Turning up the temperature in the freezer might seem counter-intuitive to keeping food frozen, but increasing the thermostat can help prevent your ice cream from freezing solid. Ice cream has a lower melting point than water because of additives, like salt, which can cause water to remain in a liquid state at lower temperatures. Many ice cream manufacturers recommend storing ice cream at around minus 20 F, but inching up the thermostat to minus 10 F can soften the ice cream while keeping other foods safely frozen.
One drawback to keep in mind is that the freezer doesn't stay at a set temperature all the time. The refrigerator's motor is like an air conditioner and turns on periodically to keep the freezer from getting too warm. Between those intervals, the freezer starts to warm up. If your freezer is set at a higher temperature, your ice cream might melt and freeze repeatedly, which can lead to a gritty texture.
Store It In The Door
Despite what the thermostat says, not all space in your fridge and freezer has the same temperature. Areas furthest away from the cooling unit, like the front and door spaces, are exposed to room temperature most often and are generally the warmest spots in the freezer or refrigerator. Keeping ice cream in the door racks can keep your carton warmer than shoving it way in the back of the bottom shelf with the leftover vegetables where it's out of sight, out of mind, and frozen solid.
One downside is that uneven temperature in the door racks can affect the food stored there. Exposure to warmer air might partially melt and freeze your ice cream time and again, which, as mentioned, can change the texture over time. No one wants their ice cream full of ice crystals or to taste like a scoop of sand got into the mix.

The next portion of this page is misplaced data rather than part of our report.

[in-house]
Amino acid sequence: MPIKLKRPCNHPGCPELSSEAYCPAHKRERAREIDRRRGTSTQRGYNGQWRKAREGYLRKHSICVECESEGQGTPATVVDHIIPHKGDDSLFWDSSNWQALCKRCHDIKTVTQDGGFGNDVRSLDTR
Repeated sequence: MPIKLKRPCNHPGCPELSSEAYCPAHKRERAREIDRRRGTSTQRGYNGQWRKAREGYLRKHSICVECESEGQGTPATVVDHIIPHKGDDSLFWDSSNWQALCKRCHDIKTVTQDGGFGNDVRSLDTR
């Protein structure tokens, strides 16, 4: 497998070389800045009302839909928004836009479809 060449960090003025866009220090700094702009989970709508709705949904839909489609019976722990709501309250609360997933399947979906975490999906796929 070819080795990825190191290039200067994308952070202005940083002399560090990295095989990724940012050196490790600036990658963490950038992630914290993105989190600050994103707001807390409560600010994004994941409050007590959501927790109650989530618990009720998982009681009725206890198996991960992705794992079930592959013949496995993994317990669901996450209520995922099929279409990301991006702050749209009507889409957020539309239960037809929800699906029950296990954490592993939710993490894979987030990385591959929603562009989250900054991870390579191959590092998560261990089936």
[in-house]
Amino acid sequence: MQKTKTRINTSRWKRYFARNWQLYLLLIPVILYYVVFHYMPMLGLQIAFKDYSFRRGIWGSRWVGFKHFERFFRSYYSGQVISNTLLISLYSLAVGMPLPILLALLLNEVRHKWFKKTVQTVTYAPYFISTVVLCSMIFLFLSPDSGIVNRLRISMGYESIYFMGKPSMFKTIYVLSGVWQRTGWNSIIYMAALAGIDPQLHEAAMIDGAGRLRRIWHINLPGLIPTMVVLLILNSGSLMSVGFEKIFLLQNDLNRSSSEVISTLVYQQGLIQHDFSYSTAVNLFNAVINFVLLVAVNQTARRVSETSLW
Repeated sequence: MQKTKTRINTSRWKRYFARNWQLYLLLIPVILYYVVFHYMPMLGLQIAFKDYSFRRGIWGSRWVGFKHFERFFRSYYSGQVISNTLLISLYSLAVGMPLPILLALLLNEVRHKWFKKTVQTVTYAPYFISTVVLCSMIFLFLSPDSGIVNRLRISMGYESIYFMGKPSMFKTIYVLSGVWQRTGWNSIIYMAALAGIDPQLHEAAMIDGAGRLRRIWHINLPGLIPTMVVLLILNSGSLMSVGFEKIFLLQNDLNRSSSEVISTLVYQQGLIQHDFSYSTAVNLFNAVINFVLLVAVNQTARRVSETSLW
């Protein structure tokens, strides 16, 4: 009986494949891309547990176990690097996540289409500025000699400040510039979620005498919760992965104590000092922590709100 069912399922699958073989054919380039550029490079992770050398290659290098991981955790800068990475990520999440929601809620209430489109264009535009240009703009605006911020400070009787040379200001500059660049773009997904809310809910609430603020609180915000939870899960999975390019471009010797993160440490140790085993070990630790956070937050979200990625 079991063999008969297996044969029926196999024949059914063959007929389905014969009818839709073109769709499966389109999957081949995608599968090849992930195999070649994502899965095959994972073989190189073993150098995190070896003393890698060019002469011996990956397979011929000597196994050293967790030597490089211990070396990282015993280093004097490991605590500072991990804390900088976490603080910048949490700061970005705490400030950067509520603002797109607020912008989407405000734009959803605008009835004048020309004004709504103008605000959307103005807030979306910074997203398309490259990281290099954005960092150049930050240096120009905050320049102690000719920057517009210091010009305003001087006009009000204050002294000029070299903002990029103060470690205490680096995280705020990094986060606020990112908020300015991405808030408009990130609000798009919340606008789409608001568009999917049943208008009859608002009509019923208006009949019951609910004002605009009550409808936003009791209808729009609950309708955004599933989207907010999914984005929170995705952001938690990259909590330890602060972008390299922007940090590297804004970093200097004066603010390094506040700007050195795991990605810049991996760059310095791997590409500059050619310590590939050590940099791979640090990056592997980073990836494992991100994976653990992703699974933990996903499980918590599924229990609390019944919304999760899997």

Try Wax Paper To Prevent Ice Crystals
We've all seen the dead ice that can engulf frozen containers when left in the freezer. One of the biggest reasons ice cream gets freezer burn is due to excessive airflow. When the freezer door is open, warm air rushes in and condenses on the packages after the door is shut. When air seeps into empty spaces in, around, and on packaging, ice crystals can build up like frost. This can especially happen under the lid. According to Healthline, the air absorbs moisture from the food while also freezing on the surface, leaving ice residue on ice cream that keeps it hard and tough to break through. When ice cream is deprived of moisture, it eventually turns gummy.
To keep warmer air from gumming up your creamy confections, try placing a sheet of wax paper directly on top of the ice cream itself before putting the lid back on. There should be enough wax paper to stick out the edges to block out any unwanted air. The wax paper helps prevent ice crystals from forming and keep your ice cream rich and soft. No need to get a new sheet after each serving. Just reuse the same sheet if it's not too stained or torn.
Bath Time For Butter Pecan
One idea that might seem like common sense is to simply leave an ice cream carton on the kitchen counter to warm up at room temperature. But many people make the mistake of leaving just any frozen food sitting out. Per WebMD, defrosting food at room temperature for long periods of time can introduce bacteria, leading to food poisoning. Instead of thawing ice cream at room temperature, run your ice cream container under cold — not hot — water for about 30 minutes.
There are a couple of caveats with this tip. If your ice cream is in a coated cardboard or paper carton, the packaging can deform as water seeps through. Your ice cream will be thawed, but super soggy. You can avoid direct contact with water by placing the carton in an airtight freezer bag before running it under the faucet. For those who live in water-conservation areas or want to avoid a high water bill, you can set the bagged container in a cold water bath for the same amount of time.
Read the original article on Tasting Table.